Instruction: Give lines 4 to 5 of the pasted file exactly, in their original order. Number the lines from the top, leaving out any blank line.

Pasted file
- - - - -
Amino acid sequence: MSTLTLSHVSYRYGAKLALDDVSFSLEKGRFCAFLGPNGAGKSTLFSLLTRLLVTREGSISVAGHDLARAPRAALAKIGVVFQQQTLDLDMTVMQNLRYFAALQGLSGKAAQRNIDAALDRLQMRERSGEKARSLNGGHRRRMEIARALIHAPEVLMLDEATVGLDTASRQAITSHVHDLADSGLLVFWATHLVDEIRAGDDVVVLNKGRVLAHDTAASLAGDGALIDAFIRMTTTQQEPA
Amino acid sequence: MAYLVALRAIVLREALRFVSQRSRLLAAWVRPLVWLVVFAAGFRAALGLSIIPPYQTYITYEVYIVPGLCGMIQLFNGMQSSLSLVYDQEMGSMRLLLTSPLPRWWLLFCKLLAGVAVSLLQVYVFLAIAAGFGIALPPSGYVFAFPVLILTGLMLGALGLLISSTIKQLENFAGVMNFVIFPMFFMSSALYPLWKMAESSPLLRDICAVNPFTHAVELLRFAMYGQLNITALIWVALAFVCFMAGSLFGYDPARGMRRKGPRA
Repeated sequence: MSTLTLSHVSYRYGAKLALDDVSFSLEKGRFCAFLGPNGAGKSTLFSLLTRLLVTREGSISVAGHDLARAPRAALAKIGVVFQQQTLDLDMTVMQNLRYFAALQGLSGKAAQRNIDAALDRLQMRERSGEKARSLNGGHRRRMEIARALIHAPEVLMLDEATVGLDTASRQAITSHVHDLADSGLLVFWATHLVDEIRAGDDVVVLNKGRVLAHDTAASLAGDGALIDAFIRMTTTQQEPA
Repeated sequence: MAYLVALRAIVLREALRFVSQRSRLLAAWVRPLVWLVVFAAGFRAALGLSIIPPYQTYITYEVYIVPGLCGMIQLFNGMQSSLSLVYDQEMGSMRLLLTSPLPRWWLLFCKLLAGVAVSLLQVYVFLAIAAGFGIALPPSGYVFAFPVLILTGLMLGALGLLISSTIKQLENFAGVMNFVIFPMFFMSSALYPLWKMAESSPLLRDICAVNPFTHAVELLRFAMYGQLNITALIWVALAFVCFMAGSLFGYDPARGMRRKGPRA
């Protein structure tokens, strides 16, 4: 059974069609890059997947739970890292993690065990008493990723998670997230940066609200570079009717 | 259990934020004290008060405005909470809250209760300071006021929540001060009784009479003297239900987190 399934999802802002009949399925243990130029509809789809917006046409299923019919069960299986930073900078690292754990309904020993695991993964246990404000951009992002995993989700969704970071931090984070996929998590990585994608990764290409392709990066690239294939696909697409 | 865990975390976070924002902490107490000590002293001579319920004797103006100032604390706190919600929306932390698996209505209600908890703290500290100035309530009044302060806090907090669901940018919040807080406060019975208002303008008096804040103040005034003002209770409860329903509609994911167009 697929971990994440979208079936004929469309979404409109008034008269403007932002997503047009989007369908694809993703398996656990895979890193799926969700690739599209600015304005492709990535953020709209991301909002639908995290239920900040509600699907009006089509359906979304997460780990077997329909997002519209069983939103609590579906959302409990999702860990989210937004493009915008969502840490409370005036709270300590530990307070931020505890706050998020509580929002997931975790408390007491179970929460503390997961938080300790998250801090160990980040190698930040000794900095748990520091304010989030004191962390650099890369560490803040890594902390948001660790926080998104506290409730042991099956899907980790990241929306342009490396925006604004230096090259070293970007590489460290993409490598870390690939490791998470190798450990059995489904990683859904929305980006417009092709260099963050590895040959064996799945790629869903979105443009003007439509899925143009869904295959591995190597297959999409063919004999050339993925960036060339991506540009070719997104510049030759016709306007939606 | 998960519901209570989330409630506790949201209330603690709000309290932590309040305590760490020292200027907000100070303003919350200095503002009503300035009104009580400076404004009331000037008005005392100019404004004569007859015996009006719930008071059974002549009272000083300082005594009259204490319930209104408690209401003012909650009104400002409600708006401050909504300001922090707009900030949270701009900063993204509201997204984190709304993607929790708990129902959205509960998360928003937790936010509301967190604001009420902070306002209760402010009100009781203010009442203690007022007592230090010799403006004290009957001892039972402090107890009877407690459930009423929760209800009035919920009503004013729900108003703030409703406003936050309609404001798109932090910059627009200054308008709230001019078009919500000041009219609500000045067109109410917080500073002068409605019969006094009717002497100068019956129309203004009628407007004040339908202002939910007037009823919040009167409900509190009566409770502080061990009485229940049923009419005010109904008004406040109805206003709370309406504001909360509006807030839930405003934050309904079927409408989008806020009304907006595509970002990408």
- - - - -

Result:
Repeated sequence: MAYLVALRAIVLREALRFVSQRSRLLAAWVRPLVWLVVFAAGFRAALGLSIIPPYQTYITYEVYIVPGLCGMIQLFNGMQSSLSLVYDQEMGSMRLLLTSPLPRWWLLFCKLLAGVAVSLLQVYVFLAIAAGFGIALPPSGYVFAFPVLILTGLMLGALGLLISSTIKQLENFAGVMNFVIFPMFFMSSALYPLWKMAESSPLLRDICAVNPFTHAVELLRFAMYGQLNITALIWVALAFVCFMAGSLFGYDPARGMRRKGPRA
């Protein structure tokens, strides 16, 4: 059974069609890059997947739970890292993690065990008493990723998670997230940066609200570079009717 | 259990934020004290008060405005909470809250209760300071006021929540001060009784009479003297239900987190 399934999802802002009949399925243990130029509809789809917006046409299923019919069960299986930073900078690292754990309904020993695991993964246990404000951009992002995993989700969704970071931090984070996929998590990585994608990764290409392709990066690239294939696909697409 | 865990975390976070924002902490107490000590002293001579319920004797103006100032604390706190919600929306932390698996209505209600908890703290500290100035309530009044302060806090907090669901940018919040807080406060019975208002303008008096804040103040005034003002209770409860329903509609994911167009 697929971990994440979208079936004929469309979404409109008034008269403007932002997503047009989007369908694809993703398996656990895979890193799926969700690739599209600015304005492709990535953020709209991301909002639908995290239920900040509600699907009006089509359906979304997460780990077997329909997002519209069983939103609590579906959302409990999702860990989210937004493009915008969502840490409370005036709270300590530990307070931020505890706050998020509580929002997931975790408390007491179970929460503390997961938080300790998250801090160990980040190698930040000794900095748990520091304010989030004191962390650099890369560490803040890594902390948001660790926080998104506290409730042991099956899907980790990241929306342009490396925006604004230096090259070293970007590489460290993409490598870390690939490791998470190798450990059995489904990683859904929305980006417009092709260099963050590895040959064996799945790629869903979105443009003007439509899925143009869904295959591995190597297959999409063919004999050339993925960036060339991506540009070719997104510049030759016709306007939606 | 998960519901209570989330409630506790949201209330603690709000309290932590309040305590760490020292200027907000100070303003919350200095503002009503300035009104009580400076404004009331000037008005005392100019404004004569007859015996009006719930008071059974002549009272000083300082005594009259204490319930209104408690209401003012909650009104400002409600708006401050909504300001922090707009900030949270701009900063993204509201997204984190709304993607929790708990129902959205509960998360928003937790936010509301967190604001009420902070306002209760402010009100009781203010009442203690007022007592230090010799403006004290009957001892039972402090107890009877407690459930009423929760209800009035919920009503004013729900108003703030409703406003936050309609404001798109932090910059627009200054308008709230001019078009919500000041009219609500000045067109109410917080500073002068409605019969006094009717002497100068019956129309203004009628407007004040339908202002939910007037009823919040009167409900509190009566409770502080061990009485229940049923009419005010109904008004406040109805206003709370309406504001909360509006807030839930405003934050309904079927409408989008806020009304907006595509970002990408």